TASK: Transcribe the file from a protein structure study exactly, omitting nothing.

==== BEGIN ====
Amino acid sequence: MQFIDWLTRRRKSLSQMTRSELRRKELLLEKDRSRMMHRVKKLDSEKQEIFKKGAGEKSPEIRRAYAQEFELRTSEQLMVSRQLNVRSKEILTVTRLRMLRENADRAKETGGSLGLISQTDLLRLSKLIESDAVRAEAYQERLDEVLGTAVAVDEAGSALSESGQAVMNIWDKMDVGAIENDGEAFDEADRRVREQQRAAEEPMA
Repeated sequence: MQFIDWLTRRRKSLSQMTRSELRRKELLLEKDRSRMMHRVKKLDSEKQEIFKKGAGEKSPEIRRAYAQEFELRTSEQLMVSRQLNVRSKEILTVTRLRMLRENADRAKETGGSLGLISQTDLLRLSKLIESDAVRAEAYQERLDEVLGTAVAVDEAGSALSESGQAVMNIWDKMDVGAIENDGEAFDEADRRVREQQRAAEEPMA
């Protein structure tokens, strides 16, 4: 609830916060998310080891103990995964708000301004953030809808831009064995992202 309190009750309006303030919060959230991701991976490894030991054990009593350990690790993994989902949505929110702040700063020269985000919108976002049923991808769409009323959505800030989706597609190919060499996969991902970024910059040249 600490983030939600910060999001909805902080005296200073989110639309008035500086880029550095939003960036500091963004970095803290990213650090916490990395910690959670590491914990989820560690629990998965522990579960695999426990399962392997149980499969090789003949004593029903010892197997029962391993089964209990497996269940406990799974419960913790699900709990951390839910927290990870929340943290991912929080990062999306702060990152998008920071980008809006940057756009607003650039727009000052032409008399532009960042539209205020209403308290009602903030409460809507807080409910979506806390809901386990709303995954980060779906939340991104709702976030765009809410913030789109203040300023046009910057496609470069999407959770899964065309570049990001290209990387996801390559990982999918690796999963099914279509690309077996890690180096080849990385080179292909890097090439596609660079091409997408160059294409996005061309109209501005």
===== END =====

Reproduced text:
Amino acid sequence: MQFIDWLTRRRKSLSQMTRSELRRKELLLEKDRSRMMHRVKKLDSEKQEIFKKGAGEKSPEIRRAYAQEFELRTSEQLMVSRQLNVRSKEILTVTRLRMLRENADRAKETGGSLGLISQTDLLRLSKLIESDAVRAEAYQERLDEVLGTAVAVDEAGSALSESGQAVMNIWDKMDVGAIENDGEAFDEADRRVREQQRAAEEPMA
Repeated sequence: MQFIDWLTRRRKSLSQMTRSELRRKELLLEKDRSRMMHRVKKLDSEKQEIFKKGAGEKSPEIRRAYAQEFELRTSEQLMVSRQLNVRSKEILTVTRLRMLRENADRAKETGGSLGLISQTDLLRLSKLIESDAVRAEAYQERLDEVLGTAVAVDEAGSALSESGQAVMNIWDKMDVGAIENDGEAFDEADRRVREQQRAAEEPMA
């Protein structure tokens, strides 16, 4: 609830916060998310080891103990995964708000301004953030809808831009064995992202 309190009750309006303030919060959230991701991976490894030991054990009593350990690790993994989902949505929110702040700063020269985000919108976002049923991808769409009323959505800030989706597609190919060499996969991902970024910059040249 600490983030939600910060999001909805902080005296200073989110639309008035500086880029550095939003960036500091963004970095803290990213650090916490990395910690959670590491914990989820560690629990998965522990579960695999426990399962392997149980499969090789003949004593029903010892197997029962391993089964209990497996269940406990799974419960913790699900709990951390839910927290990870929340943290991912929080990062999306702060990152998008920071980008809006940057756009607003650039727009000052032409008399532009960042539209205020209403308290009602903030409460809507807080409910979506806390809901386990709303995954980060779906939340991104709702976030765009809410913030789109203040300023046009910057496609470069999407959770899964065309570049990001290209990387996801390559990982999918690796999963099914279509690309077996890690180096080849990385080179292909890097090439596609660079091409997408160059294409996005061309109209501005």